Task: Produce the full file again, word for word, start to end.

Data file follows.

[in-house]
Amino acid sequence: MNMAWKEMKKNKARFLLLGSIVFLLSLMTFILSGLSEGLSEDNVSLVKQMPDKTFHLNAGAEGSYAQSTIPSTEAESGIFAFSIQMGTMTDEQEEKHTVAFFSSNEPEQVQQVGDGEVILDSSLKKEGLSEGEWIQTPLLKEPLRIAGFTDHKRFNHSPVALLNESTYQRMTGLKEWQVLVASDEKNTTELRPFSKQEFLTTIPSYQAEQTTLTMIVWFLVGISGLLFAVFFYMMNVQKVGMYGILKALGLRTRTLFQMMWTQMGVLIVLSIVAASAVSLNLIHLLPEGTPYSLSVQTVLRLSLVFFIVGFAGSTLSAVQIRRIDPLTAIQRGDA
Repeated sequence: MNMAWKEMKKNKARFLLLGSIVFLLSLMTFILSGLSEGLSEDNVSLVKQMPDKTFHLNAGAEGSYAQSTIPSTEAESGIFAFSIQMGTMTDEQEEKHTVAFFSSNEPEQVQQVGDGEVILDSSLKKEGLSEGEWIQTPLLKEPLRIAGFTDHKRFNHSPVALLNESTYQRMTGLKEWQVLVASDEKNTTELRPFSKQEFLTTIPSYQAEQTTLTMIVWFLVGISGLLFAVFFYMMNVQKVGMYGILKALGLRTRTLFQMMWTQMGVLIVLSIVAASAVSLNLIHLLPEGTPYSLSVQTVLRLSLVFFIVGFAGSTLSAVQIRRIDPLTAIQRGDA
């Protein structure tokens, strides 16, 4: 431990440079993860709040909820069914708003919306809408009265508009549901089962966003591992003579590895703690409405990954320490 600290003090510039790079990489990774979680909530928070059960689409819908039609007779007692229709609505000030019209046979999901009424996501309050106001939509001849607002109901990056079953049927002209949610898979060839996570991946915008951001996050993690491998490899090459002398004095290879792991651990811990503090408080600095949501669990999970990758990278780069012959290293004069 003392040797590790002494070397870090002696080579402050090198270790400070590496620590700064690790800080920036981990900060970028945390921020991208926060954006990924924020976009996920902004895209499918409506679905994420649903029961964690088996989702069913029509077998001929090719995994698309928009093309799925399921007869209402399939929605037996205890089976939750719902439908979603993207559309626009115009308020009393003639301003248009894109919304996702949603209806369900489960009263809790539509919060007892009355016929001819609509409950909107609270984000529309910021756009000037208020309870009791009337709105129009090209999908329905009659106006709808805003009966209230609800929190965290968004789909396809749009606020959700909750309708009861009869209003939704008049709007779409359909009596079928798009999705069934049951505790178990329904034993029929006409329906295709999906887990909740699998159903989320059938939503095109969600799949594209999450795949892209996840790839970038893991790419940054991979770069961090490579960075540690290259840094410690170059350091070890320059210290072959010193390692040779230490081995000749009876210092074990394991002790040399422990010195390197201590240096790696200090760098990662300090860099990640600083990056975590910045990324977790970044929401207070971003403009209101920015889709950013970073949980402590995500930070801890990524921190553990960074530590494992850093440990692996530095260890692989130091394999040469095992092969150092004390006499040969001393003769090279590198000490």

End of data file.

[in-house]
Amino acid sequence: MNMAWKEMKKNKARFLLLGSIVFLLSLMTFILSGLSEGLSEDNVSLVKQMPDKTFHLNAGAEGSYAQSTIPSTEAESGIFAFSIQMGTMTDEQEEKHTVAFFSSNEPEQVQQVGDGEVILDSSLKKEGLSEGEWIQTPLLKEPLRIAGFTDHKRFNHSPVALLNESTYQRMTGLKEWQVLVASDEKNTTELRPFSKQEFLTTIPSYQAEQTTLTMIVWFLVGISGLLFAVFFYMMNVQKVGMYGILKALGLRTRTLFQMMWTQMGVLIVLSIVAASAVSLNLIHLLPEGTPYSLSVQTVLRLSLVFFIVGFAGSTLSAVQIRRIDPLTAIQRGDA
Repeated sequence: MNMAWKEMKKNKARFLLLGSIVFLLSLMTFILSGLSEGLSEDNVSLVKQMPDKTFHLNAGAEGSYAQSTIPSTEAESGIFAFSIQMGTMTDEQEEKHTVAFFSSNEPEQVQQVGDGEVILDSSLKKEGLSEGEWIQTPLLKEPLRIAGFTDHKRFNHSPVALLNESTYQRMTGLKEWQVLVASDEKNTTELRPFSKQEFLTTIPSYQAEQTTLTMIVWFLVGISGLLFAVFFYMMNVQKVGMYGILKALGLRTRTLFQMMWTQMGVLIVLSIVAASAVSLNLIHLLPEGTPYSLSVQTVLRLSLVFFIVGFAGSTLSAVQIRRIDPLTAIQRGDA
């Protein structure tokens, strides 16, 4: 431990440079993860709040909820069914708003919306809408009265508009549901089962966003591992003579590895703690409405990954320490 600290003090510039790079990489990774979680909530928070059960689409819908039609007779007692229709609505000030019209046979999901009424996501309050106001939509001849607002109901990056079953049927002209949610898979060839996570991946915008951001996050993690491998490899090459002398004095290879792991651990811990503090408080600095949501669990999970990758990278780069012959290293004069 003392040797590790002494070397870090002696080579402050090198270790400070590496620590700064690790800080920036981990900060970028945390921020991208926060954006990924924020976009996920902004895209499918409506679905994420649903029961964690088996989702069913029509077998001929090719995994698309928009093309799925399921007869209402399939929605037996205890089976939750719902439908979603993207559309626009115009308020009393003639301003248009894109919304996702949603209806369900489960009263809790539509919060007892009355016929001819609509409950909107609270984000529309910021756009000037208020309870009791009337709105129009090209999908329905009659106006709808805003009966209230609800929190965290968004789909396809749009606020959700909750309708009861009869209003939704008049709007779409359909009596079928798009999705069934049951505790178990329904034993029929006409329906295709999906887990909740699998159903989320059938939503095109969600799949594209999450795949892209996840790839970038893991790419940054991979770069961090490579960075540690290259840094410690170059350091070890320059210290072959010193390692040779230490081995000749009876210092074990394991002790040399422990010195390197201590240096790696200090760098990662300090860099990640600083990056975590910045990324977790970044929401207070971003403009209101920015889709950013970073949980402590995500930070801890990524921190553990960074530590494992850093440990692996530095260890692989130091394999040469095992092969150092004390006499040969001393003769090279590198000490």